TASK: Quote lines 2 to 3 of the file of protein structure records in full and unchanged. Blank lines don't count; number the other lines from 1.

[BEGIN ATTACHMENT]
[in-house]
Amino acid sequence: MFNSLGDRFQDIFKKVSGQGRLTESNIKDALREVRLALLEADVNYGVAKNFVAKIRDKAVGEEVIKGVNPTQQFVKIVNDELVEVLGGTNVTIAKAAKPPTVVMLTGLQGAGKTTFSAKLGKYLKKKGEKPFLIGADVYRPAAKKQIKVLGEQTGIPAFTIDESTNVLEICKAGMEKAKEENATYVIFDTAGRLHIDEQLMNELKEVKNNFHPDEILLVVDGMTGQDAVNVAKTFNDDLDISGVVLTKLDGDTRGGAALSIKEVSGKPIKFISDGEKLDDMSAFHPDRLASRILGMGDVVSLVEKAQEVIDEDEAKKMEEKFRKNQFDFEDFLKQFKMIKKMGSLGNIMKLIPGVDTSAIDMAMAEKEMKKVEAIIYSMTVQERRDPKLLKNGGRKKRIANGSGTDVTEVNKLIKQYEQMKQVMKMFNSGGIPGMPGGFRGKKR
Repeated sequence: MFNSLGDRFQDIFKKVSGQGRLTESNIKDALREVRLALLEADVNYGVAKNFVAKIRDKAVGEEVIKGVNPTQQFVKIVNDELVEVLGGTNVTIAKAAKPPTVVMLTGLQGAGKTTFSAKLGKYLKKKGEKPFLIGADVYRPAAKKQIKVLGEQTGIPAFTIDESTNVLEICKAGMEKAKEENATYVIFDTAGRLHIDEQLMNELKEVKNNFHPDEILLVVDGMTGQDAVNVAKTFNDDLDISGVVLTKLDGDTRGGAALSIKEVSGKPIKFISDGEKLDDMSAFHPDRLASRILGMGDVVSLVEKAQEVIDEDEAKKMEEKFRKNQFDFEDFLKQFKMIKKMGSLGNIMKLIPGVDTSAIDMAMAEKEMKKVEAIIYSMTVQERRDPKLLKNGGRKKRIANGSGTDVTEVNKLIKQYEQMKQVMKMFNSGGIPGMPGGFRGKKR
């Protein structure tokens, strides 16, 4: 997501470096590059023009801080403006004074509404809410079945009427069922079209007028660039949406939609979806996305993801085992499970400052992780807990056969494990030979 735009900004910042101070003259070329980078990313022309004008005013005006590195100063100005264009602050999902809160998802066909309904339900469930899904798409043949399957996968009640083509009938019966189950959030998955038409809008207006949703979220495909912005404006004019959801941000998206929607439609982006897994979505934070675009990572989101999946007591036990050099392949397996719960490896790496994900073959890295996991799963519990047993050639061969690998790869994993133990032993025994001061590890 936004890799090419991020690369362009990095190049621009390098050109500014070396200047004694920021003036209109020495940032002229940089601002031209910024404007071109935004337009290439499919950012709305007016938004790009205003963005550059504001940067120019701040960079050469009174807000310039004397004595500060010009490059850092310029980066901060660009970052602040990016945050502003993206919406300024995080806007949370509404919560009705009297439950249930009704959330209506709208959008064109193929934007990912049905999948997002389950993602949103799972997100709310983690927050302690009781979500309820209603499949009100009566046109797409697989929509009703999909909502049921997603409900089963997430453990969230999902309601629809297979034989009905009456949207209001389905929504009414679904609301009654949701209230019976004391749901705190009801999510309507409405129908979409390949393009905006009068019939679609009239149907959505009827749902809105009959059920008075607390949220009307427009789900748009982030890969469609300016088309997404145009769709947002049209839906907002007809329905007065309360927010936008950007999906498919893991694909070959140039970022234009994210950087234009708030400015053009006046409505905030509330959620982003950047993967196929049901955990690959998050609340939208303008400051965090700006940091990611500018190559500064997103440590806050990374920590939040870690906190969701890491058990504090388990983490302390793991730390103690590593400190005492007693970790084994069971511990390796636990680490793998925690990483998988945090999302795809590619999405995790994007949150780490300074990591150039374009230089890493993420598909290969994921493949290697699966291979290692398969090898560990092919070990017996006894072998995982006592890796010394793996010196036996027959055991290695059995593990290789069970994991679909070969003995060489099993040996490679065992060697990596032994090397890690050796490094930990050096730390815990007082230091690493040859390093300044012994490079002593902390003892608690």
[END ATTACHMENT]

Amino acid sequence: MFNSLGDRFQDIFKKVSGQGRLTESNIKDALREVRLALLEADVNYGVAKNFVAKIRDKAVGEEVIKGVNPTQQFVKIVNDELVEVLGGTNVTIAKAAKPPTVVMLTGLQGAGKTTFSAKLGKYLKKKGEKPFLIGADVYRPAAKKQIKVLGEQTGIPAFTIDESTNVLEICKAGMEKAKEENATYVIFDTAGRLHIDEQLMNELKEVKNNFHPDEILLVVDGMTGQDAVNVAKTFNDDLDISGVVLTKLDGDTRGGAALSIKEVSGKPIKFISDGEKLDDMSAFHPDRLASRILGMGDVVSLVEKAQEVIDEDEAKKMEEKFRKNQFDFEDFLKQFKMIKKMGSLGNIMKLIPGVDTSAIDMAMAEKEMKKVEAIIYSMTVQERRDPKLLKNGGRKKRIANGSGTDVTEVNKLIKQYEQMKQVMKMFNSGGIPGMPGGFRGKKR
Repeated sequence: MFNSLGDRFQDIFKKVSGQGRLTESNIKDALREVRLALLEADVNYGVAKNFVAKIRDKAVGEEVIKGVNPTQQFVKIVNDELVEVLGGTNVTIAKAAKPPTVVMLTGLQGAGKTTFSAKLGKYLKKKGEKPFLIGADVYRPAAKKQIKVLGEQTGIPAFTIDESTNVLEICKAGMEKAKEENATYVIFDTAGRLHIDEQLMNELKEVKNNFHPDEILLVVDGMTGQDAVNVAKTFNDDLDISGVVLTKLDGDTRGGAALSIKEVSGKPIKFISDGEKLDDMSAFHPDRLASRILGMGDVVSLVEKAQEVIDEDEAKKMEEKFRKNQFDFEDFLKQFKMIKKMGSLGNIMKLIPGVDTSAIDMAMAEKEMKKVEAIIYSMTVQERRDPKLLKNGGRKKRIANGSGTDVTEVNKLIKQYEQMKQVMKMFNSGGIPGMPGGFRGKKR